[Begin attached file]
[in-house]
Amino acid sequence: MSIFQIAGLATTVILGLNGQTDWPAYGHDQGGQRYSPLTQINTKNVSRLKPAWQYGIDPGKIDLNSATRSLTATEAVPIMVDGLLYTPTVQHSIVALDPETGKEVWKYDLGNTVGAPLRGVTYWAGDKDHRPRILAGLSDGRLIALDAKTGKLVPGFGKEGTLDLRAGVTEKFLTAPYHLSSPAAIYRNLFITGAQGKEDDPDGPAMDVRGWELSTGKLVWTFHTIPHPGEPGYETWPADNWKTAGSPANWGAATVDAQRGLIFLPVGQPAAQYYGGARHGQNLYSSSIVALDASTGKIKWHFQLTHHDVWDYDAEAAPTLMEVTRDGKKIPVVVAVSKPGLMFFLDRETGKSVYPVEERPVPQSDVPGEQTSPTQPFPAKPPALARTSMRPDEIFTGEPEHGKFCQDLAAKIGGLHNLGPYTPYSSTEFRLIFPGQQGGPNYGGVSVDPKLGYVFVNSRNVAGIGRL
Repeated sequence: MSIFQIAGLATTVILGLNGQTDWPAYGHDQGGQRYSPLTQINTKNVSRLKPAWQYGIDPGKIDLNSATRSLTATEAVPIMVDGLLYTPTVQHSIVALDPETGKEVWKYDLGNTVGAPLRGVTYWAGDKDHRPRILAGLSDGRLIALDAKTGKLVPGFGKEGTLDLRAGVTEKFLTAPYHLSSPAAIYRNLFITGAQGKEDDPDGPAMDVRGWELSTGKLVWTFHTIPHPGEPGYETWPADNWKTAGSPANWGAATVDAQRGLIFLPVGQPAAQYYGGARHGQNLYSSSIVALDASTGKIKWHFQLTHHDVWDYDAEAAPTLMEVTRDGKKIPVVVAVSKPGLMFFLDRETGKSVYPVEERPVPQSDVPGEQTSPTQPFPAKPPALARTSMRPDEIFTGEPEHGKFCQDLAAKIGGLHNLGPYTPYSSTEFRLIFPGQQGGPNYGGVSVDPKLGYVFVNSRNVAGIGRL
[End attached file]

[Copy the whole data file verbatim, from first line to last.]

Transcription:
[in-house]
Amino acid sequence: MSIFQIAGLATTVILGLNGQTDWPAYGHDQGGQRYSPLTQINTKNVSRLKPAWQYGIDPGKIDLNSATRSLTATEAVPIMVDGLLYTPTVQHSIVALDPETGKEVWKYDLGNTVGAPLRGVTYWAGDKDHRPRILAGLSDGRLIALDAKTGKLVPGFGKEGTLDLRAGVTEKFLTAPYHLSSPAAIYRNLFITGAQGKEDDPDGPAMDVRGWELSTGKLVWTFHTIPHPGEPGYETWPADNWKTAGSPANWGAATVDAQRGLIFLPVGQPAAQYYGGARHGQNLYSSSIVALDASTGKIKWHFQLTHHDVWDYDAEAAPTLMEVTRDGKKIPVVVAVSKPGLMFFLDRETGKSVYPVEERPVPQSDVPGEQTSPTQPFPAKPPALARTSMRPDEIFTGEPEHGKFCQDLAAKIGGLHNLGPYTPYSSTEFRLIFPGQQGGPNYGGVSVDPKLGYVFVNSRNVAGIGRL
Repeated sequence: MSIFQIAGLATTVILGLNGQTDWPAYGHDQGGQRYSPLTQINTKNVSRLKPAWQYGIDPGKIDLNSATRSLTATEAVPIMVDGLLYTPTVQHSIVALDPETGKEVWKYDLGNTVGAPLRGVTYWAGDKDHRPRILAGLSDGRLIALDAKTGKLVPGFGKEGTLDLRAGVTEKFLTAPYHLSSPAAIYRNLFITGAQGKEDDPDGPAMDVRGWELSTGKLVWTFHTIPHPGEPGYETWPADNWKTAGSPANWGAATVDAQRGLIFLPVGQPAAQYYGGARHGQNLYSSSIVALDASTGKIKWHFQLTHHDVWDYDAEAAPTLMEVTRDGKKIPVVVAVSKPGLMFFLDRETGKSVYPVEERPVPQSDVPGEQTSPTQPFPAKPPALARTSMRPDEIFTGEPEHGKFCQDLAAKIGGLHNLGPYTPYSSTEFRLIFPGQQGGPNYGGVSVDPKLGYVFVNSRNVAGIGRL